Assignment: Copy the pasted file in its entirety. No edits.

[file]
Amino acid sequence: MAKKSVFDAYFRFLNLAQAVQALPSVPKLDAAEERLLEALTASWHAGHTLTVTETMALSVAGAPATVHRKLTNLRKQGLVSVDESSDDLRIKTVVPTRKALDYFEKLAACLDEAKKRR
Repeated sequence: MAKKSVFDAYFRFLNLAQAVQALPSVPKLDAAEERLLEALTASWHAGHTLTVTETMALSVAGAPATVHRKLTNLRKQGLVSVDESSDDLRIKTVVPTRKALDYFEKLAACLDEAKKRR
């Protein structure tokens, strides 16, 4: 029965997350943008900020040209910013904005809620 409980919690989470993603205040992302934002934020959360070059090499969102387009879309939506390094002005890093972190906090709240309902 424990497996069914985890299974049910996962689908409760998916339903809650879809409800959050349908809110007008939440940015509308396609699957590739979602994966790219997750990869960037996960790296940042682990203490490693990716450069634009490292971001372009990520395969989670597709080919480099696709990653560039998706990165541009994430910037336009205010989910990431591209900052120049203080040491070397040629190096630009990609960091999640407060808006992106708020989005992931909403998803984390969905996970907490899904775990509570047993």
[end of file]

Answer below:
Amino acid sequence: MAKKSVFDAYFRFLNLAQAVQALPSVPKLDAAEERLLEALTASWHAGHTLTVTETMALSVAGAPATVHRKLTNLRKQGLVSVDESSDDLRIKTVVPTRKALDYFEKLAACLDEAKKRR
Repeated sequence: MAKKSVFDAYFRFLNLAQAVQALPSVPKLDAAEERLLEALTASWHAGHTLTVTETMALSVAGAPATVHRKLTNLRKQGLVSVDESSDDLRIKTVVPTRKALDYFEKLAACLDEAKKRR
């Protein structure tokens, strides 16, 4: 029965997350943008900020040209910013904005809620 409980919690989470993603205040992302934002934020959360070059090499969102387009879309939506390094002005890093972190906090709240309902 424990497996069914985890299974049910996962689908409760998916339903809650879809409800959050349908809110007008939440940015509308396609699957590739979602994966790219997750990869960037996960790296940042682990203490490693990716450069634009490292971001372009990520395969989670597709080919480099696709990653560039998706990165541009994430910037336009205010989910990431591209900052120049203080040491070397040629190096630009990609960091999640407060808006992106708020989005992931909403998803984390969905996970907490899904775990509570047993």